In challenging the perception that large relative difference in adverse outcome rates reflect large disparities I have often noted that the lowering of test cutoffs is universally regarded as reducing the discriminatory impact of employment tests, because doing so reduces relative differences in pass rates, even though it increases the relative difference in failure rates.
Few, however, actually recognize that the lowering of a cutoff tends to increase relative differences in adverse outcome rates.And at least one teacher competency test was challenged based on the large relative difference in disqualification rates.See A3of MHD. A court of appeals once upheld a claim that a performance standard was too high on the basis of a large relative difference between the rates of failing to meet the requirement. See A6 of MHD (“Getting is Straight When Statistics Can Lie,” Legal Times (June 28, 1993). Improvements in training that would allow all employees to succeed on the job have been suggested as a way to reduce a large racial relative disparity in rates of termination for poor performance.Where refusal to hire applicants with arrest records has been deemed to disproportionately disqualify minority job applicants, limiting the disqualifying criterion to conviction records has been suggested as a less discriminatory alternative.In each case, it has gone unrecognized that measures that would allow more persons to succeed would tend to increase the disparity in adverse outcome rates that caused the concern in the first place.
Nevertheless, at least in employment and at least with regard to something that is obviously an employment test, it remains an article of faith that the lower the cutoff, the less discriminatory the test.And intuitively that seems to make a great deal of sense.
But I have repeatedly illustrated that when a cutoff is lowered two measures of difference increase and two measures of difference decrease, and, by definition, the difference between means derived from the pass or failure rates at each cut point remains the same.Does that mean that lowering a cutoff does not affect the discriminatory impact of a test?
In circumstances where everyone who passes the test experiences the favorable outcome and everyone who fails the test experiences the adverse outcome, lowering the cutoff would seem not to reduce the discriminatory impact of a test in a meaningful sense.But in the standard employment setting, it is assumed that among persons who pass the test, persons will be selected for hire or promotion in accordance with criteria that are not closely related to test performance.The implications of such selection can be illustrated by treating the persons selected from among persons in the two groups who passed the test as if they have equal chances of selection.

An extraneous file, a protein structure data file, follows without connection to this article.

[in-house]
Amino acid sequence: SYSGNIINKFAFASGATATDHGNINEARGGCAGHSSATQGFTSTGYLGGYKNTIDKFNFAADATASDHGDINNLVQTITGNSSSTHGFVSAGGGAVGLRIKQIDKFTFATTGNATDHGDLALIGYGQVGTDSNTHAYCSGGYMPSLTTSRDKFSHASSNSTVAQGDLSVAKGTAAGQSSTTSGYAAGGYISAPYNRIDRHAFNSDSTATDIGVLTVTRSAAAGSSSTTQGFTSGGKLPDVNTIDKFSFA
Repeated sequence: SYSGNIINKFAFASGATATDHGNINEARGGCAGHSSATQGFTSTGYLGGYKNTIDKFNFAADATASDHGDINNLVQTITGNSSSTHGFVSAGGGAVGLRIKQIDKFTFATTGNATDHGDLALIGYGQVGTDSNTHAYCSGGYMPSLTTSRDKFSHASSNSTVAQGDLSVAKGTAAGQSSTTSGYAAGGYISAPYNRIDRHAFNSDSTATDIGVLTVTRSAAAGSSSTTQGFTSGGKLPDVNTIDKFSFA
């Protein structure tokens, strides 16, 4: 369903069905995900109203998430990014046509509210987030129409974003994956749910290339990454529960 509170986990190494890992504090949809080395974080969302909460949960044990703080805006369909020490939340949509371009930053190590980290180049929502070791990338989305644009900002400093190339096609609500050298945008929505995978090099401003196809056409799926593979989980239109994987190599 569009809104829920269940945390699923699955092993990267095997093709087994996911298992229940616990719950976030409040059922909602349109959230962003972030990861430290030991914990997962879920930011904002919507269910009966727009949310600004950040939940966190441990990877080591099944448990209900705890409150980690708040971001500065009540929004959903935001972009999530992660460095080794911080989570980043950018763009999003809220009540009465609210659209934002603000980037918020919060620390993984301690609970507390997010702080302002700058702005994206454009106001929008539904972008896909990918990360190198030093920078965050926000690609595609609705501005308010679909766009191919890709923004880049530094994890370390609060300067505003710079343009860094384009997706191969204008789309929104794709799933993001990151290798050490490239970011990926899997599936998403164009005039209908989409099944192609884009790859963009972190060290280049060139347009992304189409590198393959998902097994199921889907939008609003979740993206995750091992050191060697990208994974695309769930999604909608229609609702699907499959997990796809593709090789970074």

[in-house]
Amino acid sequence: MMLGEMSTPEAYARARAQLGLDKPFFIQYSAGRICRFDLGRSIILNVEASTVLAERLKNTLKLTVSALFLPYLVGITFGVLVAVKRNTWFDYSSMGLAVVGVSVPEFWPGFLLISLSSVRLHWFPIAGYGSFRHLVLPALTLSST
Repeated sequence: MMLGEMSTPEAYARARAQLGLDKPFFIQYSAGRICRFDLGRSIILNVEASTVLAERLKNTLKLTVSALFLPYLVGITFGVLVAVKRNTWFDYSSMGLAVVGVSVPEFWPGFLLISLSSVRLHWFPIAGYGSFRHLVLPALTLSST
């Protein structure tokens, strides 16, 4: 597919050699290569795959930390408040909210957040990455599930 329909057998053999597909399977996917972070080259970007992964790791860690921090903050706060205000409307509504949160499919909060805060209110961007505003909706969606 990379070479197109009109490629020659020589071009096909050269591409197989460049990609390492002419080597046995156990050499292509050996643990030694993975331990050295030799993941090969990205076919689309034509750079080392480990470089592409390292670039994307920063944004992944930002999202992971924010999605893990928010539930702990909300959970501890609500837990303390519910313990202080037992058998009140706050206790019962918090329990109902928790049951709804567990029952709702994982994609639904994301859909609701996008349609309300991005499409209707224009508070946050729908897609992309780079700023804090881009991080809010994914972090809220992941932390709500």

Table 1 (Emp Test Table) illustrates the implications of random selection among test passers from groups whose average on the test differs by one half a standard deviation.And we observe that the lower the cutoff, the lower will be the derived difference between means. The extent to which such difference, at each cutoff, is lower than half a standard deviation will be greatest where the overall selection rate among test passers is lowest.Such fact, of course, should be evident once one recognizes that the closer the selection rate approaches 100 percent, the closer the situation approaches one where all test passers experience the favorable outcome and all test failers experience the adverse outcome.In any case, there is a sound statistical basis for the perception that lowering cutoffs reduces the discriminatory impact of an employment test where selection from among persons who pass the test is not strongly correlated with test performance.
Interestingly, an important 1982 Supreme Court decision held that the discriminatory impact of a test would be evaluated at the point where the test limited the pool of persons eligible for further consideration.Thus, under the scheme for the appraisal of the impact of a test envisioned by that decision, lowering cutoffs would not reduce the discriminatory impact of a test.
(I have written about that decision, offering a different reason from the Court for reaching the same result.See J Law Reform 1985.The point in the preceding paragraph would apply to my reasoning as well as to the Court’s reasoning.)
There are, however, circumstances involving tests or criteria that operate like tests where all persons who pass the test (meet the criterion) experience the favorable outcome and all who fail the test experience the adverse outcome.These include licensing exams, teacher competency testing where test passage is a requirement to keeping one’s position, on the job performance standards, and mortgage eligibility requirements.In such contexts (and leaving aside issues of whether the ostensibly successful outcome is always in one’s interest), I continue to intuitively regard the lower cutoffs (with corresponding smaller relative differences in success rates and larger relative differences in failure rates) to be less discriminatory.But I cannot find a statistical basis for such view.Probably, it is based on an erroneous equation of the absolute well-being of the disadvantaged group with a smaller discriminatory effect.